The markets react to the end of the shutdown — and it’s good news

NEW YORK, NY - JANUARY 17: Traders work on the floor of the New York Stock Exchange (NYSE) on January 17, 2018 in New York City. The Dow Jones industrial average closed above 26,000 for the first time ever. (Photo by Spencer Platt/Getty Images,)

News that the government shutdown was coming to an end prompted markets to reach same-day and all-time highs again today, according to CNBC.

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The S&P 500 rose 0.5 percent, hitting an intraday high of 2,825.91; the NASDAQ composite index hit an all-time high of 7,392.06 today; and the Dow Jones Industrial Average (DJIA) accelerated 0.08 percent to 26,093, per The Street, marked by Boeing shares gaining 1 percent on the day.

More market activity can be expected as companies begin to report first-quarter earnings this week. The Street reports that 300 companies will report first-quarter results this week.

In government shutdowns that lasted over a full trading day (in 1995 and 2013), stock markets actually gained, writes Motley Fool. While hundreds of thousands of federal workers were furloughed and facilities closed their gates, markets largely ignored the chaos and posted gains.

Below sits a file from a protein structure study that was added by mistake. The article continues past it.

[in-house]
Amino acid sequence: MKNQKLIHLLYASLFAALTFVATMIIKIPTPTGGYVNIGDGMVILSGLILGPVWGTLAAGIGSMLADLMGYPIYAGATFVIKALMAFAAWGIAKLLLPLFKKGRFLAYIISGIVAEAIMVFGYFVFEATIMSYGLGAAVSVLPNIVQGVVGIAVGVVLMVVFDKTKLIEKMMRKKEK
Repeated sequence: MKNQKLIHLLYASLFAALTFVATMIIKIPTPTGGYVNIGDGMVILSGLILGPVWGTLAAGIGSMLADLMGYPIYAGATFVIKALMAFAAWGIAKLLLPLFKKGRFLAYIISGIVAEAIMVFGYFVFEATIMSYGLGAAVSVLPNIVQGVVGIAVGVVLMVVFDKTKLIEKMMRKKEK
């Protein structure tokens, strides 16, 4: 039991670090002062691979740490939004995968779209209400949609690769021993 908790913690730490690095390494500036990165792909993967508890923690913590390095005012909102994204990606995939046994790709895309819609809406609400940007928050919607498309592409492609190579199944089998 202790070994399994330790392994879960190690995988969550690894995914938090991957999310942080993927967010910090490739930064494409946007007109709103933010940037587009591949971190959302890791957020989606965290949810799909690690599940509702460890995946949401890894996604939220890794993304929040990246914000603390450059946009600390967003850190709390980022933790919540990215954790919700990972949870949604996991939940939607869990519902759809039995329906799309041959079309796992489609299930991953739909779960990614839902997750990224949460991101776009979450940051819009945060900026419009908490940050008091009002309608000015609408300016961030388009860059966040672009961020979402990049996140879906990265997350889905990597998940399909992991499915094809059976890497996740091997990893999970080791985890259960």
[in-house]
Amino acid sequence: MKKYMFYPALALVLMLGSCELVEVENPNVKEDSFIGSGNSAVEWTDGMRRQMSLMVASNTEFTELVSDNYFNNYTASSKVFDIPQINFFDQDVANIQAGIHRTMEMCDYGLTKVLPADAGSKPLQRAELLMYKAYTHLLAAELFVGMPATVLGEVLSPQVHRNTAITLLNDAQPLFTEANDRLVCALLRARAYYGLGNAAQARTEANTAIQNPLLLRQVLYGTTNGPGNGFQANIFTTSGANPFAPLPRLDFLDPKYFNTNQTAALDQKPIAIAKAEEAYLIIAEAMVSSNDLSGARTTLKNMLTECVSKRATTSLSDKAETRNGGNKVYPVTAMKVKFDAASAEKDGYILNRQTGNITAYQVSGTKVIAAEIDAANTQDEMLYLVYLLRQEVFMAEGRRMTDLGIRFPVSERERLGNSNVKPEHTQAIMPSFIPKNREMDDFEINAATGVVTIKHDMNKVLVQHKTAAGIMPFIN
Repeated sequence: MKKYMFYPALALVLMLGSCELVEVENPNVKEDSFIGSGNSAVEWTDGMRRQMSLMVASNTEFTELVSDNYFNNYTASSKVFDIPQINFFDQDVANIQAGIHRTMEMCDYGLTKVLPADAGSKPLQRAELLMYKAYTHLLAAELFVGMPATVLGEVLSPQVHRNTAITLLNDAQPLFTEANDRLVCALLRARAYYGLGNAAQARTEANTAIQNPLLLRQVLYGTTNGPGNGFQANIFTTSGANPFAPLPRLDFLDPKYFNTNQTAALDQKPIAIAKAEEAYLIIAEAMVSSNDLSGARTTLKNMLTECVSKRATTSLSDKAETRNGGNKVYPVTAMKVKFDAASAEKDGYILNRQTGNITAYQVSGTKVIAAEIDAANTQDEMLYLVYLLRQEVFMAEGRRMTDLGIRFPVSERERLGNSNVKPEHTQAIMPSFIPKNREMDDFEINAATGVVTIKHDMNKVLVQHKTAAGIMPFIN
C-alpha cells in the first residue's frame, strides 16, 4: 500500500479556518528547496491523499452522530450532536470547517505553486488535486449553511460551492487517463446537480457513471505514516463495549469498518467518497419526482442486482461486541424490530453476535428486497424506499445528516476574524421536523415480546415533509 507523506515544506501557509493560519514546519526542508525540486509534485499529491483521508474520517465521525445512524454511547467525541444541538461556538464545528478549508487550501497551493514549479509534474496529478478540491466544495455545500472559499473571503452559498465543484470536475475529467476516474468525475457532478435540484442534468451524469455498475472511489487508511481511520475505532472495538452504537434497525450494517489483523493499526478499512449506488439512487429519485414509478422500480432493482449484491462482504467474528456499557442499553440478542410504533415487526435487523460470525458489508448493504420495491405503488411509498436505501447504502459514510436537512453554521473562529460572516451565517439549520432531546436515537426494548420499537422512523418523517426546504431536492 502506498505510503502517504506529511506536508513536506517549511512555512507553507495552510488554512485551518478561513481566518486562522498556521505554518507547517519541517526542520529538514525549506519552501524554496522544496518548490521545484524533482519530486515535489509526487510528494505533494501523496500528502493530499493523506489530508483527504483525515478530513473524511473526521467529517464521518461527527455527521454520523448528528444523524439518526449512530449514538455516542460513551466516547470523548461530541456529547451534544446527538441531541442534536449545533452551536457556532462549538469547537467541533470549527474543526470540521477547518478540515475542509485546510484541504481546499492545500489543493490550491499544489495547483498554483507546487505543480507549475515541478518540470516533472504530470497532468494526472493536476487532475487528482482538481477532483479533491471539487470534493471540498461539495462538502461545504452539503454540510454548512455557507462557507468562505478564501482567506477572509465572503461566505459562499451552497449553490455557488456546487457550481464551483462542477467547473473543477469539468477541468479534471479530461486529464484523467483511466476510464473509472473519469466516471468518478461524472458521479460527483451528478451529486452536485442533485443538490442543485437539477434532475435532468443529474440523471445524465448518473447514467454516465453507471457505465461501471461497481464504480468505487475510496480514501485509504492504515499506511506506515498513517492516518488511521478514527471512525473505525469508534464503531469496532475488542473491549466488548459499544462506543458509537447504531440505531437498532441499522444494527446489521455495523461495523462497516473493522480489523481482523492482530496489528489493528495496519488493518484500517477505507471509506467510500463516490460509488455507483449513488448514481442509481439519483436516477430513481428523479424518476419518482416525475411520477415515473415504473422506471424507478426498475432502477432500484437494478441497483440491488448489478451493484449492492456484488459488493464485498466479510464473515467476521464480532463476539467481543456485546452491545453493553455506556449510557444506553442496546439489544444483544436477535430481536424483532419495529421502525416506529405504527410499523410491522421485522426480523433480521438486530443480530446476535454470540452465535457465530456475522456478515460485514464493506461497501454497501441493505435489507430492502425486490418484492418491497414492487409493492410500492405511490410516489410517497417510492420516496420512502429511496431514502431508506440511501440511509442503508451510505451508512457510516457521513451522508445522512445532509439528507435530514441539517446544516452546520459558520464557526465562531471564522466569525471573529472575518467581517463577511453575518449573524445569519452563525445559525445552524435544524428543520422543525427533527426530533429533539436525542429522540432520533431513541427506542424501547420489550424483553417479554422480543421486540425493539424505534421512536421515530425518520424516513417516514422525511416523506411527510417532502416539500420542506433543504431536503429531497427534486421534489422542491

The government shutdown came to an end today as Senate Democrats acquiesced to a contingent of Republicans led by Senate Majority Leader Mitch McConnell (R-KY), voting for a three-week Continuing Resolution that would keep the government open through February 8. Republican Senators Rand Paul and Mike Lee voted against the funding arrangement.

Democrats agreed to vote for the Continuing Resolution after receiving promises from Sen. McConnell that the issue of immigration — particularly the status of people protected from deportation under Deferred Action for Childhood Arrivals (DACA), who otherwise face deportation in March — would be taken up in the Senate.

Some were skeptical that McConnell, who has made and broken promises to fellow Senators in exchange for votes, would make good on his word.

In exchange for Sen. Jeff Flake’s vote on the Republican Party’s banner act of legislation in 2017 — a tax bill that cut taxes for corporations and about 80 percent of taxpayers — Flake was promised a vote on immigration this month. As of press time, that vote has not happened. In exchange for her vote, Sen. Susan Collins (R-ME) was promised votes on bills to stabilize Affordable Care Act state exchanges, and those, too, have not happened.

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